Appeal from the Circuit Court of Cook County. Honorable Peter A. Flynn, Judge Presiding.
The opinion of the court was delivered by: Justice O'brien
Plaintiffs, Peter Schivarelli and H.D. Stands, L.L.C., also known as Demon Dogs, appeal the order of the circuit court dismissing their complaint against defendants, CBS Broadcasting, Inc. *fn1 , WBBM Television, and Pamela Zekman, for defamation, false light invasion of privacy, commercial misappropriation, and commercial disparagement. Plaintiffs also appeal the order of the circuit court denying the City of Chicago's motion to quash a subpoena directing its inspector general to produce an investigative report concerning Mr. Schivarelli.
Defendants cross-appeal the order of the circuit court requiring the redaction of all recommendations and conclusions from the inspector general's report prior to its production. We affirm the order dismissing plaintiffs' amended complaint; we dismiss the appeal and cross-appeal from the order requiring the production of the inspector general's report.
This case arises from a 30-second promotional announcement broadcast in 1999 on television station WBBM-TV, channel 2 in Chicago, which is owned and operated by CBS Broadcasting, Inc. The promotional announcement consists of nine segments. The first segment consists of music over an introductory on-screen graphic, "PAM ZEKMAN INVESTIGATES." The second segment shows Ms. Zekman, an investigative reporter for WBBM, seated in a studio, saying, "It's an outlet for people, we..." An accompanying on-screen graphic states, "INVESTIGATIONS that get results." The third segment shows Ms. Zekman interviewing an unidentified man. The interview is conducted at an unidentified, outdoor location in front of a white wall with blue paneling and a picnic table. The interview consists, in its entirety, of Ms. Zekman saying to the man, "Let's sum this up for a second, the evidence seems to indicate that you're cheating the city." The fourth segment shows Ms. Zekman seated in the studio, saying, "A force for people that have been frustrated by wrongdoing that they see." An accompanying on-screen graphic states, "uncovering CORRUPTION." The fifth segment shows Ms. Zekman in an office asking a woman, "Would you want to eat in that restaurant with food that has been out for five...." The sixth segment again shows Ms. Zekman seated in the studio, saying, "To get things corrected by the agencies that are supposed to correct them." An accompanying on-screen graphic states, "CHANGING the system." The seventh segment shows Ms. Zekman walking outdoors and asking another unidentified man, "You're not registered under the Act. Why haven't you registered?" The eighth segment shows Ms. Zekman in the studio, saying, "Investigative reporting is a positive thing." An accompanying on- screen graphic states, "exposing ABUSES." The ninth segment features a male voice stating, "Pam Zekman investigates. Only on News 2 Chicago. Take another look."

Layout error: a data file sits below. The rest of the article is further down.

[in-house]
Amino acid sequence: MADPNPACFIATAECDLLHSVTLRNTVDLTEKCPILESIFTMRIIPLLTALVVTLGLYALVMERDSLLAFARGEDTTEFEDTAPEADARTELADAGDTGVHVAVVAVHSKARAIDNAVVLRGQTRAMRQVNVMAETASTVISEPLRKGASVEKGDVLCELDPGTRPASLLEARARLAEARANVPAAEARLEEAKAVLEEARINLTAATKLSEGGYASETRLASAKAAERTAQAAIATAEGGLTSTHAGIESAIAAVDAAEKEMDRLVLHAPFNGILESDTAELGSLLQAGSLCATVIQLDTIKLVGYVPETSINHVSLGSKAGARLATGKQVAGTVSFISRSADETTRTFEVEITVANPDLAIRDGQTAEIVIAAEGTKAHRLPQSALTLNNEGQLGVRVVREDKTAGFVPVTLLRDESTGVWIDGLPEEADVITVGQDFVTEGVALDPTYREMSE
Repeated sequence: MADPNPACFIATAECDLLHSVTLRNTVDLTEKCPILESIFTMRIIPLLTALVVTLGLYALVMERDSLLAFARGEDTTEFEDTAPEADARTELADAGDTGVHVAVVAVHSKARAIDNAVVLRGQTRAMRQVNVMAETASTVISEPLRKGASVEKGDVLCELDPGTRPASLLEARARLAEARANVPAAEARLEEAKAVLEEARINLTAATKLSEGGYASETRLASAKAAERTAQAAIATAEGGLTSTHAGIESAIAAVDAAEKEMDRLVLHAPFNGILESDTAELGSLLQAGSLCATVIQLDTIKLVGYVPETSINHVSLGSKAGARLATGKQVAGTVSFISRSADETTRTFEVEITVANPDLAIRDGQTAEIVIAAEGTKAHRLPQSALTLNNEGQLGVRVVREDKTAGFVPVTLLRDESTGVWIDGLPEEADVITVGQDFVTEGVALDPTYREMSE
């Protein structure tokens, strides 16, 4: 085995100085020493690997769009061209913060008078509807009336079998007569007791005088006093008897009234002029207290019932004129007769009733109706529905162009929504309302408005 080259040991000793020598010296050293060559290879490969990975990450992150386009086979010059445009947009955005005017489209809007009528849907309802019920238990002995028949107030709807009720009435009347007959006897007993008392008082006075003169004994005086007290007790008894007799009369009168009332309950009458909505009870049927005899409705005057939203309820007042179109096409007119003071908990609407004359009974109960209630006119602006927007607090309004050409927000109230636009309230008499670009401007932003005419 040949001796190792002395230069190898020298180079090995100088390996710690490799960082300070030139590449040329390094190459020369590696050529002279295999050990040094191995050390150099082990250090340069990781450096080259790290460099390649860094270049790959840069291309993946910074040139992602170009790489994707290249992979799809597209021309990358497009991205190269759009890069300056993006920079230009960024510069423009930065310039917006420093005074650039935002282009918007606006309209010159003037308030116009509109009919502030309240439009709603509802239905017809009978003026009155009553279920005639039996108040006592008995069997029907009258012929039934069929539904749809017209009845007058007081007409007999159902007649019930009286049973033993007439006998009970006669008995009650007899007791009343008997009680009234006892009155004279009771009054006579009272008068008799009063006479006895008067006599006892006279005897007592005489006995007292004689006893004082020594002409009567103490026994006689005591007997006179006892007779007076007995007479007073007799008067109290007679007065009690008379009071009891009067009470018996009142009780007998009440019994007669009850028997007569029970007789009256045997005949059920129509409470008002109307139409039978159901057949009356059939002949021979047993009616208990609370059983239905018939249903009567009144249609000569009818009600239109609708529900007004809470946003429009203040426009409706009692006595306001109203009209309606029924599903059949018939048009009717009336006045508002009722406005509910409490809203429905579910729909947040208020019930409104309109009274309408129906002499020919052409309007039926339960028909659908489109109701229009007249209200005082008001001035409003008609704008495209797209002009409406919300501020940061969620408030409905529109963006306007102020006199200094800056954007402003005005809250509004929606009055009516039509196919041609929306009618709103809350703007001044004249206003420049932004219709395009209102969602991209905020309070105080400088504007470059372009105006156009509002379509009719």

Mr. Schivarelli alleges that he is the man in the third segment and that he is the majority owner of H.D. Stands, which operates a Fullerton Avenue hot dog stand known as "Demon Dogs." This is uncontroverted.
Plaintiffs filed an amended complaint against defendants. Mr. Schivarelli alleged causes of action for defamation per se, false light invasion of privacy, and commercial misappropriation. H.D. Stands alleged causes of action for defamation per se, defamation per quod, false light invasion of privacy, and commercial disparagement. Defendants moved to dismiss the complaint pursuant to sections 2-615 and 2-619 of the Illinois Code of Civil Procedure (735 ILCS 5/2-615, 2-619 (West 1992)). The trial court granted defendants' motion and dismissed the amended complaint in its entirety pursuant to section 2-615. Plaintiffs filed this timely appeal.
First, we address the dismissal of Mr. Schivarelli's claim for defamation per se. Dismissal of a cause of action pursuant to section 2-615 is appropriate only when it clearly appears that no set of facts could ever be proved under the pleadings that would entitle the plaintiff to recover. Mt. Zion State Bank & Trust v. Consolidated Communications, Inc., 169 Ill. 2d 110, 115 (1995). Whether a complaint states a valid cause of action is a question of law, and our review of a dismissal pursuant to a section 2-615 motion is de novo. Majumdar v. Lurie, 274 Ill. App. 3d 267, 268, (1995).